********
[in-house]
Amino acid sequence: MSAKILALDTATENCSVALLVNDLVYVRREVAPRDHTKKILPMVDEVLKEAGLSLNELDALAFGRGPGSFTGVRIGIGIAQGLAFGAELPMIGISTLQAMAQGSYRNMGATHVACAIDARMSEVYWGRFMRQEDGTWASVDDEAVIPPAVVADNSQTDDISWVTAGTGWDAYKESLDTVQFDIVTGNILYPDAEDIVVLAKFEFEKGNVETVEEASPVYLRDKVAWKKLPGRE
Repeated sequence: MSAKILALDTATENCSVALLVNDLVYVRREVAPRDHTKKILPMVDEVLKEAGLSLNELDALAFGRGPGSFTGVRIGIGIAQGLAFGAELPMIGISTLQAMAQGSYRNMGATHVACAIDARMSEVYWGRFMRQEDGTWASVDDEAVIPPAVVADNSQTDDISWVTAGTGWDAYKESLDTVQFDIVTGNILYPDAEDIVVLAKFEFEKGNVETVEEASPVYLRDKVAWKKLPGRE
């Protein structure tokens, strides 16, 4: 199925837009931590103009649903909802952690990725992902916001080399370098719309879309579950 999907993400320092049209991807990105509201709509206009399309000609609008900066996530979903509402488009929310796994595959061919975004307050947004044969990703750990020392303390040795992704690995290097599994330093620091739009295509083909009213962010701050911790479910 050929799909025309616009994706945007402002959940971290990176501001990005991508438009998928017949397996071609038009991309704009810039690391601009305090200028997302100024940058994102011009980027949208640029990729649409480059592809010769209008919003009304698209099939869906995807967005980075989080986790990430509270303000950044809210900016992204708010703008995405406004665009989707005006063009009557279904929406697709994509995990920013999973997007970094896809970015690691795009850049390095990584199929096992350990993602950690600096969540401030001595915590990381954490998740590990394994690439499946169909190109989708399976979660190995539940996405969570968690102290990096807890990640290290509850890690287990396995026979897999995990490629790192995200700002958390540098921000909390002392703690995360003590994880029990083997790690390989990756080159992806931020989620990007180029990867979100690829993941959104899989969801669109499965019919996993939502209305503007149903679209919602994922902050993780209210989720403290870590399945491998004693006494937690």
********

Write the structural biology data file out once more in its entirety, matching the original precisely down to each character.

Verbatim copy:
[in-house]
Amino acid sequence: MSAKILALDTATENCSVALLVNDLVYVRREVAPRDHTKKILPMVDEVLKEAGLSLNELDALAFGRGPGSFTGVRIGIGIAQGLAFGAELPMIGISTLQAMAQGSYRNMGATHVACAIDARMSEVYWGRFMRQEDGTWASVDDEAVIPPAVVADNSQTDDISWVTAGTGWDAYKESLDTVQFDIVTGNILYPDAEDIVVLAKFEFEKGNVETVEEASPVYLRDKVAWKKLPGRE
Repeated sequence: MSAKILALDTATENCSVALLVNDLVYVRREVAPRDHTKKILPMVDEVLKEAGLSLNELDALAFGRGPGSFTGVRIGIGIAQGLAFGAELPMIGISTLQAMAQGSYRNMGATHVACAIDARMSEVYWGRFMRQEDGTWASVDDEAVIPPAVVADNSQTDDISWVTAGTGWDAYKESLDTVQFDIVTGNILYPDAEDIVVLAKFEFEKGNVETVEEASPVYLRDKVAWKKLPGRE
């Protein structure tokens, strides 16, 4: 199925837009931590103009649903909802952690990725992902916001080399370098719309879309579950 999907993400320092049209991807990105509201709509206009399309000609609008900066996530979903509402488009929310796994595959061919975004307050947004044969990703750990020392303390040795992704690995290097599994330093620091739009295509083909009213962010701050911790479910 050929799909025309616009994706945007402002959940971290990176501001990005991508438009998928017949397996071609038009991309704009810039690391601009305090200028997302100024940058994102011009980027949208640029990729649409480059592809010769209008919003009304698209099939869906995807967005980075989080986790990430509270303000950044809210900016992204708010703008995405406004665009989707005006063009009557279904929406697709994509995990920013999973997007970094896809970015690691795009850049390095990584199929096992350990993602950690600096969540401030001595915590990381954490998740590990394994690439499946169909190109989708399976979660190995539940996405969570968690102290990096807890990640290290509850890690287990396995026979897999995990490629790192995200700002958390540098921000909390002392703690995360003590994880029990083997790690390989990756080159992806931020989620990007180029990867979100690829993941959104899989969801669109499965019919996993939502209305503007149903679209919602994922902050993780209210989720403290870590399945491998004693006494937690």